It’s been a while huh? The blog’s grown a bit dormant, but we’ve been pretty active on twitter sharing little updates and gameplay videos etc! Hopefully if you are interested in the game you’ve been seeing our progress posted at @TheWildEternal.
Soooo, what’s new?
You may have noticed we have a new website, sans trailer (Casey made the website, is still working on the trailer, is currently writing this blog post). We feel pretty okay about it.
We showed the game at Bit Bash in Chicago a couple of weeks ago, which was fantastic and lovely! We got to watch a bunch of people play The Wild Eternal in an environment that isn’t super conducive to our type of game. Festivals tend to be high energy, and high energy party/multiplayer games tend to be the best fit for that environment.
We actually went into Bit Bash fully aware of this. Scott threw together a festival-focused demo which we hoped would get players quickly into a few different areas with some blessings and a goal. It was okay. We were able to get players into the game relatively quickly but they didn’t necessarily have enough context to really understand their motivations or care about what they were doing. Folks still seemed to enjoy it though, so it was all good. We also played some great games and met some fantastic people while we were there! If you are in the Chicago area, I recommend going to any future Bashes they put on.
That’s all for now, we’re going to talk about the game on the blog again very soon, so please stick around for more updates. Also, please feel free to talk about the game while out in the world with your friends! We need some help with word of mouth, pretty please 😀
Inspired by a question posted on Reddit (Read Only Parameter with SerializeField), I realized that I don’t have a way of communicating to other developers on my team which fields are not designed to be modified while playing in the editor! So I decided to solve this problem by adding a new attribute [Immutable] which disables fields in the inspector.
Sometime last week I took on the task of figuring out how to get the Unity3D Windows Standalone Player to play The Wild Eternal in a fullscreen borderless window. The only solution I could find was one that required adding a command line argument to the executable. Not exactly user-friendly…
Unity Pro offers some great looking water in the Water4 package. Edge fade, foam, refraction, reflection (sort of) and surface waves are just some of the features. For our environments in The Wild Eternal however, we needed flowing water and Water4 does not offer this out of the box. Though the water does move, it is a very simple directional movement. For our creeks and rivers, we need real movement to bring them to life. Not to mention we can use the flow direction to affect gameplay!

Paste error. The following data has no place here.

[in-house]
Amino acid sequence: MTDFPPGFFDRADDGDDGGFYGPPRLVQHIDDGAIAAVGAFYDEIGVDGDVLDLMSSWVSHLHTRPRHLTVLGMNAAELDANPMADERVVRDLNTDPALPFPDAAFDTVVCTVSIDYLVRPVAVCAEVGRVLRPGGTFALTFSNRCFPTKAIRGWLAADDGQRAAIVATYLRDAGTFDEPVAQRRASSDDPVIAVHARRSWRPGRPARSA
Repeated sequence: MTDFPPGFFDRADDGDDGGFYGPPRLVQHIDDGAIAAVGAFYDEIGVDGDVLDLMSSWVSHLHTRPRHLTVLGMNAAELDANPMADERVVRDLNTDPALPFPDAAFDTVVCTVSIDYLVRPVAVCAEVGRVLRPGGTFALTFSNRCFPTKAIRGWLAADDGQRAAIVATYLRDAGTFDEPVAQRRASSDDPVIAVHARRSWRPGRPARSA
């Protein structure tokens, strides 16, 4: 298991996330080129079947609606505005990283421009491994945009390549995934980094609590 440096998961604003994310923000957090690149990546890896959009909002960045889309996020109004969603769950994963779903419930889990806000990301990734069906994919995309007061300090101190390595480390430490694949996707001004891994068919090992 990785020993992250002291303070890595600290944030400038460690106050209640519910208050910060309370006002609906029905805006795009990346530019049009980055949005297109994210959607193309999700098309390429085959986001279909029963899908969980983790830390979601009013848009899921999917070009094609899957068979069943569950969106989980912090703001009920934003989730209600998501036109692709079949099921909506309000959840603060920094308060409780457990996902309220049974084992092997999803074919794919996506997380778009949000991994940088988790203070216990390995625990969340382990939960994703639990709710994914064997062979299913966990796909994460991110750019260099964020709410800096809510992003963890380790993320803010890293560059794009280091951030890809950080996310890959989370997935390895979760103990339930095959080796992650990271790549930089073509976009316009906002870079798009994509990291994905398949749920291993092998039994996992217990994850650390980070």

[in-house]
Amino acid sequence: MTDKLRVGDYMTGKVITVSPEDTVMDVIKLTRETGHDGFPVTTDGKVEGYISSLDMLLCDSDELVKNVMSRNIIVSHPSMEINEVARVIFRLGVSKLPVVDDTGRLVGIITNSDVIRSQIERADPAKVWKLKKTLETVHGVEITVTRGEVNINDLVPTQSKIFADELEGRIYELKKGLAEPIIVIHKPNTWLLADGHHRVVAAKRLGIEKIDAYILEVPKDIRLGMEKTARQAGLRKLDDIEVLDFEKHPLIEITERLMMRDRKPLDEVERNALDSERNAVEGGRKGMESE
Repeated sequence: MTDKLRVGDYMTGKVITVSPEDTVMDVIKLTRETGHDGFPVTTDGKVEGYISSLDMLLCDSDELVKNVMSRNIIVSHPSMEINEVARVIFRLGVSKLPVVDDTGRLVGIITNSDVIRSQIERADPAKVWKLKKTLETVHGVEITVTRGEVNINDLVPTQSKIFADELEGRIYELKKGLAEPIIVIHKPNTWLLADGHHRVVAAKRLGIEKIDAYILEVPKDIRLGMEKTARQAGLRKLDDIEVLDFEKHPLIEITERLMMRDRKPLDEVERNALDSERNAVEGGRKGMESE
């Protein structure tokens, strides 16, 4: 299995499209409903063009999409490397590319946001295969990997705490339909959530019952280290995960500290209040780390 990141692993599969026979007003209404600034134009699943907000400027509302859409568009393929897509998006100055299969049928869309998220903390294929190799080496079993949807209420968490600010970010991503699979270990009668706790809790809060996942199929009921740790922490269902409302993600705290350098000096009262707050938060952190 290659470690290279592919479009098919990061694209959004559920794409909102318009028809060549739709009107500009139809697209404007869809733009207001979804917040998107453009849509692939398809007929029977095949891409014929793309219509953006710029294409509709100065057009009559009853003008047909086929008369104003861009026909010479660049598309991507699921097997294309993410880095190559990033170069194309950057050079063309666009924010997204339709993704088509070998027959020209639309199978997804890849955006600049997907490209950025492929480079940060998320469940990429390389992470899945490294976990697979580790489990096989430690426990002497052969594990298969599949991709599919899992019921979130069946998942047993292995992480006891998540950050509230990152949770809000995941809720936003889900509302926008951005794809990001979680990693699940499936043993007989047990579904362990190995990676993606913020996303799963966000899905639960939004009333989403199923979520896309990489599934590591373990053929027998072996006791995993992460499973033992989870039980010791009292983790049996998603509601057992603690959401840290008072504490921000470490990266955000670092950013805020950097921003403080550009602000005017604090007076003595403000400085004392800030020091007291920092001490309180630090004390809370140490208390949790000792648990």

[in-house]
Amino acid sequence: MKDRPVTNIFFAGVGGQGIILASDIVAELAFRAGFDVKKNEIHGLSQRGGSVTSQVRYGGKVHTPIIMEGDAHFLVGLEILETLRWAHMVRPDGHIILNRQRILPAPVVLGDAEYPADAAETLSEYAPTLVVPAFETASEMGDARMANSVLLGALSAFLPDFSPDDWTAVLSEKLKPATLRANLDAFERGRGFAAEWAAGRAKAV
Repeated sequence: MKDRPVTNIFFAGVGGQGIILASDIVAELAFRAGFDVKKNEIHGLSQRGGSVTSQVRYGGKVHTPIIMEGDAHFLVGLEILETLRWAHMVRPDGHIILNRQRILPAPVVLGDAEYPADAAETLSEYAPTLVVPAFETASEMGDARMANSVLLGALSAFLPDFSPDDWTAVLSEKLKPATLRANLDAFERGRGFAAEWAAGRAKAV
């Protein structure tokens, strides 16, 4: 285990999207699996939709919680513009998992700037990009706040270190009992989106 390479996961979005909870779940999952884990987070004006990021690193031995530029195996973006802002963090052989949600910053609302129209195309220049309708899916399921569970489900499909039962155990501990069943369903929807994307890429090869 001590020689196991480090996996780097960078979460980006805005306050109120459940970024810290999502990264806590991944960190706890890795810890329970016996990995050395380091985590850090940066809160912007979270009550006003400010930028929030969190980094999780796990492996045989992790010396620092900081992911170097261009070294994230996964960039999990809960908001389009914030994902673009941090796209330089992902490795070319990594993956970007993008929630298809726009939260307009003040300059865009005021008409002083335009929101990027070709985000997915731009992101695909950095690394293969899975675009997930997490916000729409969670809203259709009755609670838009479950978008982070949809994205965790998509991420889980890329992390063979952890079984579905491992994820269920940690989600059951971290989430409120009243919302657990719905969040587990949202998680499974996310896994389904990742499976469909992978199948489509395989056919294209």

We knew going into The Wild Eternal that we wanted the player to experience a variety of unique places, each with distinct flora and fauna (and color!). The game is split into four acts, and each act contains a varied number of chapters (levels) which connect to each other and can be played in any order (or even skipped, but more on that in another post).
Need something a bit more concrete?
Act 1: 1 chapter (blue pre-dawn)
Act 2: 2 chapters (yellow mid-morning)
Act 3: 3 chapters (green afternoon)
Act 4: 2 chapters (red evening)
As you can see, we designed the game to gradually provide the player with more exploration choice as they progress through the acts, so that exploration potential climaxes in act three with three chapters and then becomes a bit more linear as the experience draws toward its conclusion. In addition to each act having its own color scheme, each chapter will be thematically unique. For instance, act three contains a swamp, a lightly forested battleground, and some rather haunted hills. Pictured below is the swamp from act three and a village from act two.
The Wild Eternal is a quiet game. Among the many critters wandering the forests, meadows, and hilltops there is but one who talks. The Fox Demon is a self-appointed central character, appearing at numerous locations throughout as a sort-of Cheshire Cat, and providing both narrative and gameplay focused conversations (many of which tend to revolve around the fox itself).
Hello! So, we’ve come a long way this year as new devs, and are finally ready to start blasting through content creation and building out the rest of the playable world. The first of these spaces is a sort of mustard-colored country-side, which provides a stark contrast to the blue-dawn of the first chapter. Featured in the screenshot is a tiger with quite the personality; you’ll want to pay careful attention to her to figure out how not to get swatted and bumped around. She’s out on the hunt, so you may find her or others like her wandering the paths, forcing you off-road and into the grassy hills. Not featured: The cute rats and rather lethargic lions that you might also find in the area.
We are going to try to be a bit more available/transparent on here now, posting screenshots, devlogs, and answering questions. Thanks for your likes, follows, and interest!